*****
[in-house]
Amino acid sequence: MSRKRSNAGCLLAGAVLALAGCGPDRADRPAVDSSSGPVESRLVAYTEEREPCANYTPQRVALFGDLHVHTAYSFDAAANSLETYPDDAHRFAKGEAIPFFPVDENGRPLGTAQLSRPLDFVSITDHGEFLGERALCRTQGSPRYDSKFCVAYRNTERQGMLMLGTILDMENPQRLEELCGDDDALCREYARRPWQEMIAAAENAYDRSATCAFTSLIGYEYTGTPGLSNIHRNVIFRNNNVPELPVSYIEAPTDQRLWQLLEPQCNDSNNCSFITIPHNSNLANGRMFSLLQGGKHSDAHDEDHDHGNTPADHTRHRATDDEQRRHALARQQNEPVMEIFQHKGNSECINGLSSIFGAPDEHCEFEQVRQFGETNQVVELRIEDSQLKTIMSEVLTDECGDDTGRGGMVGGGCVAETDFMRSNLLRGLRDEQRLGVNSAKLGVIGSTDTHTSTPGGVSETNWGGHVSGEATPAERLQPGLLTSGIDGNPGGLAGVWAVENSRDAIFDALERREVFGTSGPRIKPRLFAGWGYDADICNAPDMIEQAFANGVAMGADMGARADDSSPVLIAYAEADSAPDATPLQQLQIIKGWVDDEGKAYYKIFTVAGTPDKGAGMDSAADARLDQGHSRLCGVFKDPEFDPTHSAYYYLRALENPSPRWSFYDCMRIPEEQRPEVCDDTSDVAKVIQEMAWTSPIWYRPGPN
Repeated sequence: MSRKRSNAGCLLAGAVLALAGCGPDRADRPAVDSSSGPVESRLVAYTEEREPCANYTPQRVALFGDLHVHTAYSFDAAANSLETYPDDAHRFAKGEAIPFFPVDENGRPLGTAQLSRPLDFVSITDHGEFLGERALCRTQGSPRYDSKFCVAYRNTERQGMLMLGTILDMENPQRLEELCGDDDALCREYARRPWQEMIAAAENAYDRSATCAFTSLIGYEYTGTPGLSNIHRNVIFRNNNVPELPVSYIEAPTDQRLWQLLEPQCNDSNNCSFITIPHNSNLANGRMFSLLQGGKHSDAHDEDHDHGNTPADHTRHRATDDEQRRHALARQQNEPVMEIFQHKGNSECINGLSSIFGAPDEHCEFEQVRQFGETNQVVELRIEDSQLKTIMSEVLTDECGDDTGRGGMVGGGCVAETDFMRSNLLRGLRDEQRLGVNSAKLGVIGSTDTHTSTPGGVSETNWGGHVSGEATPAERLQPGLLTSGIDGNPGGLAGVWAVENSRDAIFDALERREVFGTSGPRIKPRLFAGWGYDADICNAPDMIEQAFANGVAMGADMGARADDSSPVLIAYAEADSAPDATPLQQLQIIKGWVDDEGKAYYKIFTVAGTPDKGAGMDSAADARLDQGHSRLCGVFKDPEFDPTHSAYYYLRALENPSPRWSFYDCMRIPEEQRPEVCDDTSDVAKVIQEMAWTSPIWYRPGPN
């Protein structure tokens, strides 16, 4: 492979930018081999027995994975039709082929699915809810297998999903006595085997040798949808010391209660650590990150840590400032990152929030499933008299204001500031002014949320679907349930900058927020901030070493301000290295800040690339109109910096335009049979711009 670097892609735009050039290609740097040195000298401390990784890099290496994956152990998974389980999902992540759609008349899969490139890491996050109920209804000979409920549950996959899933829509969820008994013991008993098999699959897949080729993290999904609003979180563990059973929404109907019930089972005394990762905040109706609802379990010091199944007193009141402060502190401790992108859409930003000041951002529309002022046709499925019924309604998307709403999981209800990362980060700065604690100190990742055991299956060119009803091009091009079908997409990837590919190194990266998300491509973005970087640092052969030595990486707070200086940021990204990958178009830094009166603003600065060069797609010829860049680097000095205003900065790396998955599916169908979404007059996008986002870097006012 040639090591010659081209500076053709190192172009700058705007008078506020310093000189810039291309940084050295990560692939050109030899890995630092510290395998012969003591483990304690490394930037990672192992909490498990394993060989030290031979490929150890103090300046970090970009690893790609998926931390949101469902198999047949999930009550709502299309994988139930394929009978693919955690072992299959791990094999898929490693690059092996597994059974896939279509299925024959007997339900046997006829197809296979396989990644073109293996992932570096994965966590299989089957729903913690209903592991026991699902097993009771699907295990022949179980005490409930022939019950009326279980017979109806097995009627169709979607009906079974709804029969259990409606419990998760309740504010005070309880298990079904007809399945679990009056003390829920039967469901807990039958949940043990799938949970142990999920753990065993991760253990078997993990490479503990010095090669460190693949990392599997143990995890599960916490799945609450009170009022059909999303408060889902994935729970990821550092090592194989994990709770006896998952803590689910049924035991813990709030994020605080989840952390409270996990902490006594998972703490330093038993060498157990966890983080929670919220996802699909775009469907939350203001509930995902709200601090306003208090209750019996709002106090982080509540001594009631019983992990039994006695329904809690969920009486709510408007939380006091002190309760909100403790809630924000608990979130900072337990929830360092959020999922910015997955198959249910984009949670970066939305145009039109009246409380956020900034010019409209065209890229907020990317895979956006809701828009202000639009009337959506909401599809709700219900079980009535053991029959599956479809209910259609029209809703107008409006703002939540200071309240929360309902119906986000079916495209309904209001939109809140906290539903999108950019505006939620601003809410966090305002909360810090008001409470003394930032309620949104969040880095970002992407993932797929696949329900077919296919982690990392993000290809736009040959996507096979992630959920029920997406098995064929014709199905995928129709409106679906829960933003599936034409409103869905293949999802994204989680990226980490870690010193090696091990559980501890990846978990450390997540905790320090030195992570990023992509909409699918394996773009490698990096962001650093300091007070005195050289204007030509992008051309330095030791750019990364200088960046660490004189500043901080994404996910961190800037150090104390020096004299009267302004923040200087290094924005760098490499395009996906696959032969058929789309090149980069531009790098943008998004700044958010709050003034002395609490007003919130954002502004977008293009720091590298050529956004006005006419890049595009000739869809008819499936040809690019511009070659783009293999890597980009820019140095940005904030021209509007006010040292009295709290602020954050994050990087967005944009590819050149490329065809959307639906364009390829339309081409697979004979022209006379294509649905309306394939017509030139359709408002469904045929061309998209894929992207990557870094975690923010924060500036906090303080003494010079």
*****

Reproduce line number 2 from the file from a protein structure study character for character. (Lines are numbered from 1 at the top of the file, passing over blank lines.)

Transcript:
Amino acid sequence: MSRKRSNAGCLLAGAVLALAGCGPDRADRPAVDSSSGPVESRLVAYTEEREPCANYTPQRVALFGDLHVHTAYSFDAAANSLETYPDDAHRFAKGEAIPFFPVDENGRPLGTAQLSRPLDFVSITDHGEFLGERALCRTQGSPRYDSKFCVAYRNTERQGMLMLGTILDMENPQRLEELCGDDDALCREYARRPWQEMIAAAENAYDRSATCAFTSLIGYEYTGTPGLSNIHRNVIFRNNNVPELPVSYIEAPTDQRLWQLLEPQCNDSNNCSFITIPHNSNLANGRMFSLLQGGKHSDAHDEDHDHGNTPADHTRHRATDDEQRRHALARQQNEPVMEIFQHKGNSECINGLSSIFGAPDEHCEFEQVRQFGETNQVVELRIEDSQLKTIMSEVLTDECGDDTGRGGMVGGGCVAETDFMRSNLLRGLRDEQRLGVNSAKLGVIGSTDTHTSTPGGVSETNWGGHVSGEATPAERLQPGLLTSGIDGNPGGLAGVWAVENSRDAIFDALERREVFGTSGPRIKPRLFAGWGYDADICNAPDMIEQAFANGVAMGADMGARADDSSPVLIAYAEADSAPDATPLQQLQIIKGWVDDEGKAYYKIFTVAGTPDKGAGMDSAADARLDQGHSRLCGVFKDPEFDPTHSAYYYLRALENPSPRWSFYDCMRIPEEQRPEVCDDTSDVAKVIQEMAWTSPIWYRPGPN